Almost coincidentally, in some occurrence reminiscent of the telephone or television being invented at the same time in two sides of the world, I found my solution quickly. After exhausting the thoughts of ultrasound, radiation or other forms of potentially lethal solutions I happened upon an instructables.

3D printing is only as simple and easy as the tool that you’re using, and I quickly discovered that the printer at Leeds Hackspace required some tweaking. Those who’re familiar with their own built 3D printer will be no stranger to this concept. After a number of nights tinkering with the settings and observing the temperatures, the ‘hot end’ required cooling and the heat bed required heating. I feel that I’ve written stranger sentences.

Finally, the basis of the device is completed. However, now I have to populate it with components! Well, a few online searches and ordering later and I would have the crux of the job. LEDs of the correct wavelength to be able to be absorbed by non-oxygenated blood but reflected by the rest of my skin. Soon, I’ll be able to see my own veins.


The hardest part, I soon discovered, was that this portable design for a vein finder was not designed with an internal layout in mind. After a few rather hand-warming shorts later I managed to acquire suitable heat-shrink and seal up the device appropriately. Yes, it runs on two double-A batteries at 1.5volts (rechargeables don’t quite have the voltage/current for a setup like this, but that could be adjusted).

In the space of, consolidated, a week, I have something to take to the doctors with me the next time I visit. Thanks to the wavelength (628nm) of the red LEDs it’s difficult to capture on a digital camera, but hopefully, they won’t be going at me via the neck.

Here are some bonus pictures of the finished product in action:

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Subscription or Pay as you Go Gaming ? May 14, 2014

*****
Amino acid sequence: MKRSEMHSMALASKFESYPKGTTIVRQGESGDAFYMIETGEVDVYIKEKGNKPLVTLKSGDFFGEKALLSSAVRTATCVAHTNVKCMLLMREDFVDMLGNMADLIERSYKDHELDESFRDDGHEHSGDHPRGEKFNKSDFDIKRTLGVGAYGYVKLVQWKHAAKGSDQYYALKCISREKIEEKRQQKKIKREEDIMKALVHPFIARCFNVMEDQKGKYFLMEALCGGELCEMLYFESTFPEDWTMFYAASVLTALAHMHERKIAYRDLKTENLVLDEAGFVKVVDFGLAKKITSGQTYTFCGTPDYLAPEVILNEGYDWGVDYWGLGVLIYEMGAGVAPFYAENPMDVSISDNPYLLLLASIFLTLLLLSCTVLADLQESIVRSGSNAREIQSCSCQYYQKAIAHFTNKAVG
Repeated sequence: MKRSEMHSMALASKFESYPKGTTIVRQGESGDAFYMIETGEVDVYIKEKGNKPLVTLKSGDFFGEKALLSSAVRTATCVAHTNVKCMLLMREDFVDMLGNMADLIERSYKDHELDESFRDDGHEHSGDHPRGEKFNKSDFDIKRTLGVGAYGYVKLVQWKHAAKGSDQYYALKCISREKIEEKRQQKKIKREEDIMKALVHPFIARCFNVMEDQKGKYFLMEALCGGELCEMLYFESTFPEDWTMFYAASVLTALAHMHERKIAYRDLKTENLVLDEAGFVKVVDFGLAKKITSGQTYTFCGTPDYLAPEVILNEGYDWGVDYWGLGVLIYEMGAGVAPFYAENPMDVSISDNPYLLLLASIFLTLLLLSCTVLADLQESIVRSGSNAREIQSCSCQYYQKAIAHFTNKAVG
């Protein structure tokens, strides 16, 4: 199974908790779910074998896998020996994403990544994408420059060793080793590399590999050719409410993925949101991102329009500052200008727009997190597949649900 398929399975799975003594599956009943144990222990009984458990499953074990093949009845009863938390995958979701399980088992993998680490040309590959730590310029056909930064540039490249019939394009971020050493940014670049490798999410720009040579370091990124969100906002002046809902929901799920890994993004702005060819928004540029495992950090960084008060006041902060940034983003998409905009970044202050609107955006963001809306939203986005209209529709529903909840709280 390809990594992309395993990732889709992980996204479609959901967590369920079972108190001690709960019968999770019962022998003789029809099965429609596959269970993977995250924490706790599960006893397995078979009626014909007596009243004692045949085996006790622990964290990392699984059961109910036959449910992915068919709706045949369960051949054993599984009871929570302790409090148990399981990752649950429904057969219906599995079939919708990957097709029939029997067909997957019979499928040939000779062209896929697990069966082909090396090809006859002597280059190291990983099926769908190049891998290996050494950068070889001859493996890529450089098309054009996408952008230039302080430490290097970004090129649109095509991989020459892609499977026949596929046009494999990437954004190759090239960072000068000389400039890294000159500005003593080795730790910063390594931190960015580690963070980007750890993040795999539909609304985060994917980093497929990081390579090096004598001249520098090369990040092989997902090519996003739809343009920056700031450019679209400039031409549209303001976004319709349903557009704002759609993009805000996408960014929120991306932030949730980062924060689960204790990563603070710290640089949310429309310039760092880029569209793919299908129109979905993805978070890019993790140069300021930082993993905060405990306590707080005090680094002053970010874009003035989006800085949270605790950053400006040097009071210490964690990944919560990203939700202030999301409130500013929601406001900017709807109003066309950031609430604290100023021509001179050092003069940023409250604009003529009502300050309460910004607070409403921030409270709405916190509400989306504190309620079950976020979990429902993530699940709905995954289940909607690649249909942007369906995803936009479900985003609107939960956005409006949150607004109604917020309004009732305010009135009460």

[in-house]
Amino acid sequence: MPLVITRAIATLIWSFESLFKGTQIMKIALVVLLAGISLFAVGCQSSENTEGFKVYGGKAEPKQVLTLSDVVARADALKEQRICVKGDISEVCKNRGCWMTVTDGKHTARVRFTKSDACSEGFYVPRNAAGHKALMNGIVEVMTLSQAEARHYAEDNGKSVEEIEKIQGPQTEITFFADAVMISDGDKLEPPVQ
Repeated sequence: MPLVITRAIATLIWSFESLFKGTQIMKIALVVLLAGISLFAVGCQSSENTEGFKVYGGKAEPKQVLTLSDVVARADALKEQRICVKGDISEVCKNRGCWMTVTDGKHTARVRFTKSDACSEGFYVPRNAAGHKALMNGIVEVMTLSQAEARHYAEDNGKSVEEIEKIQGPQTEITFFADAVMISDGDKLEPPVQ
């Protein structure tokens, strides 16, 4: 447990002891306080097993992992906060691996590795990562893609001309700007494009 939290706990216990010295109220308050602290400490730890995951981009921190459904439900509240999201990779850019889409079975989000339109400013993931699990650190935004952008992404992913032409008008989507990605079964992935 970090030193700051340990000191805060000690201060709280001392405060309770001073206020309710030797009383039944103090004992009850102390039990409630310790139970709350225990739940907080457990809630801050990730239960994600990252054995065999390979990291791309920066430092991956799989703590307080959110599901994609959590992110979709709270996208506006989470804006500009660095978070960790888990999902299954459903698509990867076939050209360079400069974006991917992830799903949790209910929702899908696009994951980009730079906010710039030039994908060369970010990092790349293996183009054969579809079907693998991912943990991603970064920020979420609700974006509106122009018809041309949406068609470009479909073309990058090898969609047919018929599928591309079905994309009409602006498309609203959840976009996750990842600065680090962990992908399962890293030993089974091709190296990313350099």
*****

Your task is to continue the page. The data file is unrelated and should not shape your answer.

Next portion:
Edit: Called it: http://www.gamesindustry.biz/articles/2014-07-29-ea-launching-xbox-one-subscription-service

Double called it: http://evilavatar.com/forums/showthread.php?p=2417450#post2417450

Technically there’s no difference, I would argue anyway.

A thought struck me while I was reading that Microsoft are altering their XBox Live Gold subscriptions. They’re making them more like the Sony Playstation. You can use applications which are practically out of their control (Netflix, etc.), that you’re already paying a subscription to use, for free so long as you have the app’s subscription.

Though alike Sony’s Playstation Plus; you’ll get access to free games per month as well. However, as we all should know, there’s no such thing as a free lunch and what you’re actually doing is paying for the games as part of your subscription in some way.

So what’s my point here?

Let’s use television as an example. In the UK you pay for a television license each year, technically this covers the cost of the BBC channels but thanks to UK law it also means reception of the television broadcasts. The BBC channels do not have advertising, it’s subsidised by the television license fee, but the other channels need advertising to stay afloat.

You’re paying a subscription for the channels; if you’re using Virgin Media or Sky then you’re paying a subscription again for your cable/satellite package to be able to use the technology to view the channels and whatever exclusives the respective provider has garnered for your viewing pleasure.

Alternatively you can just buy your series/show/etc. on media, which I would consider the pay as you go option but the analogy breaks down slightly in that the money doesn’t necessarily go to the television provider unless they happen to have published the media.

Music is also, partly, using a similar model. You can go out and buy your media or download it; but services such as Spotify charge you a monthly fee if you let them to access your music conveniently. Up until recently they put limits on what songs you could access, but music being a more versatile and easier to access and duplicate beast, this model fell down somewhat and so it’s more so the service that Spotify can charge for.

How does this relate to games?